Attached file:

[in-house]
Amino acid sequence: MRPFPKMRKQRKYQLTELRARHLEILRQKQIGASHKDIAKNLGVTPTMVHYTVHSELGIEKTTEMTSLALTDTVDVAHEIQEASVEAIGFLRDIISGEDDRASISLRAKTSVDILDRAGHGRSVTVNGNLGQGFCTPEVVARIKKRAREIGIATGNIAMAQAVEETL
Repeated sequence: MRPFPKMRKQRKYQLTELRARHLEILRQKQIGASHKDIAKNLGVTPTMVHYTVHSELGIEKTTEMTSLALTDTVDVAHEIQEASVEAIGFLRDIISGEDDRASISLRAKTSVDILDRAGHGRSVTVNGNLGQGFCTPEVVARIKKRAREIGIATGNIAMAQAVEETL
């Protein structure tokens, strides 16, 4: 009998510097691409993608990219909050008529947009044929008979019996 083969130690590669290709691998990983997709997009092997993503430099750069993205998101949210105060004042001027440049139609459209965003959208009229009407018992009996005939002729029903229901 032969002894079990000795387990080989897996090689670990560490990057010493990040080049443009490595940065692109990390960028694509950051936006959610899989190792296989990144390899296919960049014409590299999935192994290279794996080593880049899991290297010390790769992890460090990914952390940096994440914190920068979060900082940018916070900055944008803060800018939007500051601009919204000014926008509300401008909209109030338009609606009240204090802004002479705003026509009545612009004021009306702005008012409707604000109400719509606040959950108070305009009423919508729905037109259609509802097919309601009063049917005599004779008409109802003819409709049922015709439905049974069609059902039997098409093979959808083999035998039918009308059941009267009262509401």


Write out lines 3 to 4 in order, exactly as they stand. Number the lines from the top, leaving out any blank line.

Repeated sequence: MRPFPKMRKQRKYQLTELRARHLEILRQKQIGASHKDIAKNLGVTPTMVHYTVHSELGIEKTTEMTSLALTDTVDVAHEIQEASVEAIGFLRDIISGEDDRASISLRAKTSVDILDRAGHGRSVTVNGNLGQGFCTPEVVARIKKRAREIGIATGNIAMAQAVEETL
């Protein structure tokens, strides 16, 4: 009998510097691409993608990219909050008529947009044929008979019996 083969130690590669290709691998990983997709997009092997993503430099750069993205998101949210105060004042001027440049139609459209965003959208009229009407018992009996005939002729029903229901 032969002894079990000795387990080989897996090689670990560490990057010493990040080049443009490595940065692109990390960028694509950051936006959610899989190792296989990144390899296919960049014409590299999935192994290279794996080593880049899991290297010390790769992890460090990914952390940096994440914190920068979060900082940018916070900055944008803060800018939007500051601009919204000014926008509300401008909209109030338009609606009240204090802004002479705003026509009545612009004021009306702005008012409707604000109400719509606040959950108070305009009423919508729905037109259609509802097919309601009063049917005599004779008409109802003819409709049922015709439905049974069609059902039997098409093979959808083999035998039918009308059941009267009262509401």